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Euro falls in Asian trade on Greece's debt worries

Euro falls in Asian trade on Greece's debt worries

The euro lost more ground in Asian trade yesterday as worries deepened about the state of the European economies in light of Greece's debt woes, dealers said.
The European currency fell to US$1.3938 in Tokyo afternoon trade from US$1.3966 in New York late on Thursday, and to 125.33 yen from 125.56. The U.S. dollar edged up to 89.94 yen from 89.92.
The market has been spooked by Greece's deteriorating fiscal health and bloated budget deficit.
Prime Minister George Papandreou said Athens had not sought a bailout from its European Union partners, but the comments did little to calm market jitters.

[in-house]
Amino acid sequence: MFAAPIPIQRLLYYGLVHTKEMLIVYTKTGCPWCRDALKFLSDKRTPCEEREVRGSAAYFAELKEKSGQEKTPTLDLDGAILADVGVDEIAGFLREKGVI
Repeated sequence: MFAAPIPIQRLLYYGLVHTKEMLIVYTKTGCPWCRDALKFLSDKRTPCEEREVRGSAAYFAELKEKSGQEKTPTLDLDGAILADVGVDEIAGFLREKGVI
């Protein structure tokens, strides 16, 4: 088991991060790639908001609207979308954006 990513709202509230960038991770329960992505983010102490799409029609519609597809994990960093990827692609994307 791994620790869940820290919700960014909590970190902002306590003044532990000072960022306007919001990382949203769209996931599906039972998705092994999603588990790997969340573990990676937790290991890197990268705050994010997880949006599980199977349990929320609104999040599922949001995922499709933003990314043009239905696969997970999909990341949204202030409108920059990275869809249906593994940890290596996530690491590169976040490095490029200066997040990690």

"The issue is getting more serious than we thought," Mitsubishi UFJ Trust and Banking senior dealer Hideaki Inoue told Dow Jones Newswires.
Similar concerns over other European countries such as Portugal, where the government is pushing through an austerity budget, added to pressure on the euro, dealers said.
"It's not just Greece, but we have to also watch Portugal, Spain and Italy. What's worse, we don't know yet how these nations will work to improve (their) financial conditions," said Inoue.
The dollar was mixed against other Asian currencies, gaining to 1,156.65 South Korean won from 1,152.70 a day earlier, to 1.4055 Singapore dollars from 1.4032, to 33.12 Thai baht from 33.07 and to 46.66 Philippine pesos from 46.62.
At the same time it fell to 9,360.00 Indonesian rupiah from 9,375.00 and to NT$31.96 from NT$31.97.